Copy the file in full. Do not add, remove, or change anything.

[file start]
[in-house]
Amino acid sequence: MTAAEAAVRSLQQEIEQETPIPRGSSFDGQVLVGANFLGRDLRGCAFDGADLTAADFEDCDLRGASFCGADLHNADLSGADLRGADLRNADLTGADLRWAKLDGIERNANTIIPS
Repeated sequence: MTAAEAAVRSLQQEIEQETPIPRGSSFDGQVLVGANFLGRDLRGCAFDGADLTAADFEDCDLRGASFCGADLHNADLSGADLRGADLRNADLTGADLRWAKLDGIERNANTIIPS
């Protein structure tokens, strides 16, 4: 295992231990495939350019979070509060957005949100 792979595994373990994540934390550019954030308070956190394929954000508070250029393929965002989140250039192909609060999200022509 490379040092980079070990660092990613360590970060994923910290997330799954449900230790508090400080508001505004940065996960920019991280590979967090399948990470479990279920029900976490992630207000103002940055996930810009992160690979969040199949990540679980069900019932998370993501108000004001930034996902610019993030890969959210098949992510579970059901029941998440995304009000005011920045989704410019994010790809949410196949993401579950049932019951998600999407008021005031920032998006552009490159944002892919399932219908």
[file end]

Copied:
[in-house]
Amino acid sequence: MTAAEAAVRSLQQEIEQETPIPRGSSFDGQVLVGANFLGRDLRGCAFDGADLTAADFEDCDLRGASFCGADLHNADLSGADLRGADLRNADLTGADLRWAKLDGIERNANTIIPS
Repeated sequence: MTAAEAAVRSLQQEIEQETPIPRGSSFDGQVLVGANFLGRDLRGCAFDGADLTAADFEDCDLRGASFCGADLHNADLSGADLRGADLRNADLTGADLRWAKLDGIERNANTIIPS
């Protein structure tokens, strides 16, 4: 295992231990495939350019979070509060957005949100 792979595994373990994540934390550019954030308070956190394929954000508070250029393929965002989140250039192909609060999200022509 490379040092980079070990660092990613360590970060994923910290997330799954449900230790508090400080508001505004940065996960920019991280590979967090399948990470479990279920029900976490992630207000103002940055996930810009992160690979969040199949990540679980069900019932998370993501108000004001930034996902610019993030890969959210098949992510579970059901029941998440995304009000005011920045989704410019994010790809949410196949993401579950049932019951998600999407008021005031920032998006552009490159944002892919399932219908």